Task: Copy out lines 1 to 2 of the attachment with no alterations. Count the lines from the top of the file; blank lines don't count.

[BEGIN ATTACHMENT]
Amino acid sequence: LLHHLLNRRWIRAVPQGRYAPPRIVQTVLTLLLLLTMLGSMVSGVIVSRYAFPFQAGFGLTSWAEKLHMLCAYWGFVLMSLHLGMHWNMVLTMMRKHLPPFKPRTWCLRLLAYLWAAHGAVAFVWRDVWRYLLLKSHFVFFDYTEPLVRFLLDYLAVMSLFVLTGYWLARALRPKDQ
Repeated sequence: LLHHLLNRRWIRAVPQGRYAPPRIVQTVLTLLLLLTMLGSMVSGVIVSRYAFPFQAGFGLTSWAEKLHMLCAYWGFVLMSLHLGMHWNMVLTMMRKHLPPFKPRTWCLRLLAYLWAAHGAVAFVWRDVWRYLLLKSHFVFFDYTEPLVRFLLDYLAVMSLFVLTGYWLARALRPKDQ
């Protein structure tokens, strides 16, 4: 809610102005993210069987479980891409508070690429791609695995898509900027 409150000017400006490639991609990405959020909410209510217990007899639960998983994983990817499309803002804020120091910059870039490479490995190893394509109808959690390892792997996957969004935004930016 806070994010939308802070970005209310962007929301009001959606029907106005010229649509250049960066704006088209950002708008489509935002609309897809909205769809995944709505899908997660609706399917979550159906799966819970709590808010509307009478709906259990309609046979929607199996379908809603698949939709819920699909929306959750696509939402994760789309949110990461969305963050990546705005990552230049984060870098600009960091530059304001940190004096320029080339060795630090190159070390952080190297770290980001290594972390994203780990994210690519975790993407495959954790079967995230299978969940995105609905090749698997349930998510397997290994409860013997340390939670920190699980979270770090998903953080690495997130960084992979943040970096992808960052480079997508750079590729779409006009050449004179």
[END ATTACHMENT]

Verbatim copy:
Amino acid sequence: LLHHLLNRRWIRAVPQGRYAPPRIVQTVLTLLLLLTMLGSMVSGVIVSRYAFPFQAGFGLTSWAEKLHMLCAYWGFVLMSLHLGMHWNMVLTMMRKHLPPFKPRTWCLRLLAYLWAAHGAVAFVWRDVWRYLLLKSHFVFFDYTEPLVRFLLDYLAVMSLFVLTGYWLARALRPKDQ
Repeated sequence: LLHHLLNRRWIRAVPQGRYAPPRIVQTVLTLLLLLTMLGSMVSGVIVSRYAFPFQAGFGLTSWAEKLHMLCAYWGFVLMSLHLGMHWNMVLTMMRKHLPPFKPRTWCLRLLAYLWAAHGAVAFVWRDVWRYLLLKSHFVFFDYTEPLVRFLLDYLAVMSLFVLTGYWLARALRPKDQ